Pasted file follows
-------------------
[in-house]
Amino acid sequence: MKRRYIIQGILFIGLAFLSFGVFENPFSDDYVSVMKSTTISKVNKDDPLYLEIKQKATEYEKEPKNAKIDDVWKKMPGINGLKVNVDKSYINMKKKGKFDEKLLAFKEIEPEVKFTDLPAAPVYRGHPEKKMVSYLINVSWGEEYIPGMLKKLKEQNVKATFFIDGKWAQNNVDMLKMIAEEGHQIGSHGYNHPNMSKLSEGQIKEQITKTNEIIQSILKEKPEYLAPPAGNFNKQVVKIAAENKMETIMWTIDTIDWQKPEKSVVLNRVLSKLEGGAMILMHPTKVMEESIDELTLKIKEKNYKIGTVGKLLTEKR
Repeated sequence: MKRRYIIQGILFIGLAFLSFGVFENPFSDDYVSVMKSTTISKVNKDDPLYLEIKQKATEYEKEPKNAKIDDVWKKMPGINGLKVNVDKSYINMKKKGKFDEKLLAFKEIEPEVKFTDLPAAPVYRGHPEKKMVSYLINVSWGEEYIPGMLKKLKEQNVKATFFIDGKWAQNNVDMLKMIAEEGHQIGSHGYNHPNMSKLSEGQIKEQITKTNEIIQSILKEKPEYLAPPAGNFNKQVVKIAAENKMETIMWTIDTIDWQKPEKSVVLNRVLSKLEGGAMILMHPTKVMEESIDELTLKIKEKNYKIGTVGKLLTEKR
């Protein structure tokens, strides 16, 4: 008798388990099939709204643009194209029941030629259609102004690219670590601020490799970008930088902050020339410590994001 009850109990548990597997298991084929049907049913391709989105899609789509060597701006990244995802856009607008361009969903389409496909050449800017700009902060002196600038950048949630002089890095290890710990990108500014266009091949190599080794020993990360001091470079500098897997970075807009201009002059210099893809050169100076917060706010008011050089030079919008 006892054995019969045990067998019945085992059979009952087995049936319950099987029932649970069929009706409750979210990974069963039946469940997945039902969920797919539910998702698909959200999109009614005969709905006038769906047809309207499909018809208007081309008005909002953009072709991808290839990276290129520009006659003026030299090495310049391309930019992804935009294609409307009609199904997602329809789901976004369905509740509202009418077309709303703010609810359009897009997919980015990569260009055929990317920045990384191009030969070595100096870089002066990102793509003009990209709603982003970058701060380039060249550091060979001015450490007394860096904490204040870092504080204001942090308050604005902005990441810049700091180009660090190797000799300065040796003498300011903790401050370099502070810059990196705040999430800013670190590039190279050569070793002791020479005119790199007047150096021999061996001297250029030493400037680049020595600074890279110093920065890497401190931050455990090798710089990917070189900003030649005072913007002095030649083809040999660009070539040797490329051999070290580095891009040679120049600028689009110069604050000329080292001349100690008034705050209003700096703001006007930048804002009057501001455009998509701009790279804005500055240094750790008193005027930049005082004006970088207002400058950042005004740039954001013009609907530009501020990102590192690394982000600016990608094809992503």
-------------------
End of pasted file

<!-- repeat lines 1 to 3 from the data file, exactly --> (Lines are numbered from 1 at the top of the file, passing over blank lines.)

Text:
[in-house]
Amino acid sequence: MKRRYIIQGILFIGLAFLSFGVFENPFSDDYVSVMKSTTISKVNKDDPLYLEIKQKATEYEKEPKNAKIDDVWKKMPGINGLKVNVDKSYINMKKKGKFDEKLLAFKEIEPEVKFTDLPAAPVYRGHPEKKMVSYLINVSWGEEYIPGMLKKLKEQNVKATFFIDGKWAQNNVDMLKMIAEEGHQIGSHGYNHPNMSKLSEGQIKEQITKTNEIIQSILKEKPEYLAPPAGNFNKQVVKIAAENKMETIMWTIDTIDWQKPEKSVVLNRVLSKLEGGAMILMHPTKVMEESIDELTLKIKEKNYKIGTVGKLLTEKR
Repeated sequence: MKRRYIIQGILFIGLAFLSFGVFENPFSDDYVSVMKSTTISKVNKDDPLYLEIKQKATEYEKEPKNAKIDDVWKKMPGINGLKVNVDKSYINMKKKGKFDEKLLAFKEIEPEVKFTDLPAAPVYRGHPEKKMVSYLINVSWGEEYIPGMLKKLKEQNVKATFFIDGKWAQNNVDMLKMIAEEGHQIGSHGYNHPNMSKLSEGQIKEQITKTNEIIQSILKEKPEYLAPPAGNFNKQVVKIAAENKMETIMWTIDTIDWQKPEKSVVLNRVLSKLEGGAMILMHPTKVMEESIDELTLKIKEKNYKIGTVGKLLTEKR